3. Results

a. Global mean response

Figure 1 shows the year-by-year evolution of the global annual mean Ts for the 1CO2 runs (blue lines) and the 2CO2 runs (red lines) for 10 of the 100 ensemble runs. The global annual mean Ts immediately increases by about 0.5 K in the first year after the doubling of CO2 on 1 January. After about 20 years, the 2CO2 runs reach a quasi-equilibrium state with Ts asymptoting toward an increase of 2.2 K (shown in Figs. 1a and 1b).

The CO2 forcing and the model’s climate sensitivity are also examined in the 2CO2 runs. Following Gregory et al. (2004), a scatterplot of the ensemble mean change in global annual mean Ts and the change in global annual mean net radiative flux at the top of the atmosphere (TOA) for the 22 yr of integration is shown in Fig. 2. The intercept of the regression line provides an estimate for the CO2 forcing at the time of doubling, F = 3.33 W m−2, and the slope indicates the climate response parameter α = 1.54 W m−2 K−1. In Gregory and Webb (2008), they found a doubled CO2 forcing of 2.93 ±0.23 W m−2 and a climate feedback parameter of 1.1 W m−2 K−1 for the CCSM3 T85 slab ocean model. The two results generally agree with each other despite different horizontal resolutions.

Fig. 2.
Fig. 2.

Scatterplot of the year-to-year change in global annual mean Ts and net radiative flux at TOA for the 22 yr of 2CO2 integration. It provides an estimate for the doubling CO2 forcing F = 3.33 W m−2 and the climate sensitivity of about 2.2 K.

Citation: Journal of Climate 25, 8; 10.1175/JCLI-D-11-00284.1

b. Equilibrium response

As shown in Fig. 1, the 2CO2 simulations reach equilibrium after about 20 years. Figure 3 shows the equilibrium response in zonal mean temperature (T), zonal wind (u), transient eddy momentum flux (1), and variance of transient meridional velocity averaged over 100 ensemble members in year 22 for January–March (JFM) and June–August (JJA), where bars denote monthly averages, primes denote deviations from monthly averages, and angle brackets denote zonal averages. The colors show the difference between the 2CO2 runs and the 1CO2 runs, and the contours show the climatological response from the 1CO2 runs. The 95% significance level among the 100 ensemble runs is plotted with gray dots. We also estimated the tropopause height as the lowest pressure level at which the temperature lapse rate decreases to 2 K km−1 following the algorithm in Reichler et al. (2003). Figure 3a shows the tropopause level for the 1CO2 (2CO2) runs in green (dashed magenta) lines. As expected, the troposphere warms everywhere with a maximum in the tropical upper troposphere, and the stratosphere cools due to additional radiation emission to space. The tropopause height associated with the temperature increase (decrease) in the troposphere (stratosphere) rises by about 5–10 mb in the tropics and 10–20 mb in the extratropics, which is broadly consistent with Lu et al. (2008). The zonal mean zonal wind response shows a prominent acceleration in the upper troposphere and the stratosphere in both seasons and both hemispheres with the exception of a strong reduction in the stratospheric polar jet in JJA in the SH. The zonal wind response in the mid- and lower troposphere is less obvious, but in the SH there is a clear poleward shift in the tropospheric jet streams and an intensification of about 0.5 m s−1 on the poleward side of the climatological jets. In the NH, there is a weak poleward shift. These features in the equilibrium zonal wind response are also true for the NCAR CCSM3 coupled model simulations (not shown).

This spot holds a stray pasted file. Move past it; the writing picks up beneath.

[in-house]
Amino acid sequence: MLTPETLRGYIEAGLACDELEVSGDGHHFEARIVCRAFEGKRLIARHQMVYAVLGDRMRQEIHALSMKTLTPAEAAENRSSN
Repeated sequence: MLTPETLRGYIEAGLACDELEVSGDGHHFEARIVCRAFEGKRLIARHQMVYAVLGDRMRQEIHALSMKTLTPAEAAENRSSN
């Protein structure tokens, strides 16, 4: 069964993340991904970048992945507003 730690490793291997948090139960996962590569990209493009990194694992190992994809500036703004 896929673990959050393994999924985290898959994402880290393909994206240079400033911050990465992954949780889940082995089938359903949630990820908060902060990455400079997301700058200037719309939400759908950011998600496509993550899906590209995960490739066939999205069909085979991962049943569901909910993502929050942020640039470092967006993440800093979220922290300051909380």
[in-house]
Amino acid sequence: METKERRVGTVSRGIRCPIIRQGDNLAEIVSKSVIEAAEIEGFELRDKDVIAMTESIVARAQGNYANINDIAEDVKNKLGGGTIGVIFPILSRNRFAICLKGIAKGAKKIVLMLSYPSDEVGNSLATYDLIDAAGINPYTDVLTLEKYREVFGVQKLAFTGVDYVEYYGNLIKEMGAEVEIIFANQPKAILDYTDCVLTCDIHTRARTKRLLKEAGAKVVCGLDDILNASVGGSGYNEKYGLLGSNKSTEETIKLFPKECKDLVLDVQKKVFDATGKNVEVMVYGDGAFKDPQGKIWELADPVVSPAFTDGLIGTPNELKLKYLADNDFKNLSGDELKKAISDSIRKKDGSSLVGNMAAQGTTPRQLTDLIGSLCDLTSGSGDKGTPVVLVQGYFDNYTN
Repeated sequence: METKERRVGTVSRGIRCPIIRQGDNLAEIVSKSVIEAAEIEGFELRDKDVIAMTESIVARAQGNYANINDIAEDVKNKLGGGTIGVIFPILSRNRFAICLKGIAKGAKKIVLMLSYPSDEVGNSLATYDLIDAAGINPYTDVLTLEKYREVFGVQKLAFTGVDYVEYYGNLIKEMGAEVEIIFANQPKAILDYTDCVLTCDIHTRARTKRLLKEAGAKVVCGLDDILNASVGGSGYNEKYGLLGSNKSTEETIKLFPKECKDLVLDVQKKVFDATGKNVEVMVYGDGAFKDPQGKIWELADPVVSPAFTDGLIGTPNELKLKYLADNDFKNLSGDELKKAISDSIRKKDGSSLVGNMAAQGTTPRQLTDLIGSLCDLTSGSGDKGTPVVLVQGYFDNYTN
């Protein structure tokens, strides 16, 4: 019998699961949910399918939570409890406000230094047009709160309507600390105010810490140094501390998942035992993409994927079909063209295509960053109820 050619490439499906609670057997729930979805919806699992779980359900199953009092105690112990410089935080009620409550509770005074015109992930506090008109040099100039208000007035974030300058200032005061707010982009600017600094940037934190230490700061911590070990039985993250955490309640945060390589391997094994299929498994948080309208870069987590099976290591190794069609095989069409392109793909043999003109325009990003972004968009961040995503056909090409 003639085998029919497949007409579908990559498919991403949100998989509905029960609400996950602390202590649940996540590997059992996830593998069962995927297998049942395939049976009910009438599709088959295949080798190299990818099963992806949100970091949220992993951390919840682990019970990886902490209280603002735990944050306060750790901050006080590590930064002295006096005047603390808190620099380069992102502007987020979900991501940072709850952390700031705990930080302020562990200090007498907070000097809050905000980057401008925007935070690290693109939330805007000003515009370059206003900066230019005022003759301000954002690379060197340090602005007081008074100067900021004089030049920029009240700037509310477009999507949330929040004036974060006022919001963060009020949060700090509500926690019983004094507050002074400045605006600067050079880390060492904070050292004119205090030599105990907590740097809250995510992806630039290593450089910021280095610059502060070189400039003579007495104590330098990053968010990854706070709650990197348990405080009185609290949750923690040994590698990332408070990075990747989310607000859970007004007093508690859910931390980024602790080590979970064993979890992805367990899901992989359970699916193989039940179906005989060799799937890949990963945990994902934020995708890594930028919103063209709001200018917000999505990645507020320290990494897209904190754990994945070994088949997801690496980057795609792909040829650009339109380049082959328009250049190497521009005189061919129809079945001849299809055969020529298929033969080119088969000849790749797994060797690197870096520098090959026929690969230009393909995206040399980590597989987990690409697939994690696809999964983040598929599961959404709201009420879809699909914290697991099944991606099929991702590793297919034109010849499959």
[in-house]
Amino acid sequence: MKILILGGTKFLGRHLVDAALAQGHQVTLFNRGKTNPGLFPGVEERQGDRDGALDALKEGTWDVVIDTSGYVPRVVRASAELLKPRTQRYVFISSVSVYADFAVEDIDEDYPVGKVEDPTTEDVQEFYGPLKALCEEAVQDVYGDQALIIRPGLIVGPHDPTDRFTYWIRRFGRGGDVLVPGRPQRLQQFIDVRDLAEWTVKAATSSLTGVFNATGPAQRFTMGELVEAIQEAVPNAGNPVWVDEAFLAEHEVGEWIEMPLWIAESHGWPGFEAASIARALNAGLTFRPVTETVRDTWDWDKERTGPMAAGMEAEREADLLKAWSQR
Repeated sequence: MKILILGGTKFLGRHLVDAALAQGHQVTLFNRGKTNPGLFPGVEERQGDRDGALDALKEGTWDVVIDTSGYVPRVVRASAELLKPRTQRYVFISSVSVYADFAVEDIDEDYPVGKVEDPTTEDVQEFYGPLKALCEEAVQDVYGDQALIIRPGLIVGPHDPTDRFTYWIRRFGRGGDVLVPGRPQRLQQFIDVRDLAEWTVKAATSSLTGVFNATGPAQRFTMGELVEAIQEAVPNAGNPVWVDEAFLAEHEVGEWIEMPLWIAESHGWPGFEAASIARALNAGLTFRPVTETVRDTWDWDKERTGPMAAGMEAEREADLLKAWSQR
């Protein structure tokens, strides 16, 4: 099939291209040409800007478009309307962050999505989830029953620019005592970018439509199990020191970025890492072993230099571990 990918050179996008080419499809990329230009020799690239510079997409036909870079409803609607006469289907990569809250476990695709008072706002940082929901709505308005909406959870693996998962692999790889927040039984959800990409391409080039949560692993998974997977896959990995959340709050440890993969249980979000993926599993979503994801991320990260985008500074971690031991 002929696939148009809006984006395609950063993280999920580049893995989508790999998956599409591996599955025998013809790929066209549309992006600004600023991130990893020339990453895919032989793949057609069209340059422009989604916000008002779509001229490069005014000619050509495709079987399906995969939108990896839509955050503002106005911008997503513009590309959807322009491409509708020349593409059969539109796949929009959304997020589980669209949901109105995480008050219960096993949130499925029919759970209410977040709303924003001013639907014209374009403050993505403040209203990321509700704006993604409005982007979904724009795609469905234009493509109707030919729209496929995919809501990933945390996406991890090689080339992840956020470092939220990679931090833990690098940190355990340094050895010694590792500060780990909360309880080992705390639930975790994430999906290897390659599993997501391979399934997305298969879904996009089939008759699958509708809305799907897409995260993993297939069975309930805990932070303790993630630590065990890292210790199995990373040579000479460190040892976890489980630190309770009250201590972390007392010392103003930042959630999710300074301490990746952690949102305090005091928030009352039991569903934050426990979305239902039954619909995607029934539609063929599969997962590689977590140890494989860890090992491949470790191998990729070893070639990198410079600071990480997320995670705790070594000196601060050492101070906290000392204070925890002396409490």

Fig. 3.
Fig. 3.

The 2CO2 equilibrium response in (a),(b) , (c),(d) , (e),(f) , and (g),(h) for (left) JFM and (right) JJA as a function of latitude and pressure level. The tropopause level is plotted in green (dashed magenta) lines for the 1CO2 (2CO2) runs. The colors show the difference between the 2CO2 and the 1CO2 runs, while the contours show the climatology. The thick black lines in (c),(d) denote the climatological zero wind lines. The gray dots indicate the 95% significance level for the responses. The contour intervals are (a),(b) 20 K, (c),(d) 10 m s−1, (e),(f) 10 m2 s−2, and (g),(h) 50 m2 s−2.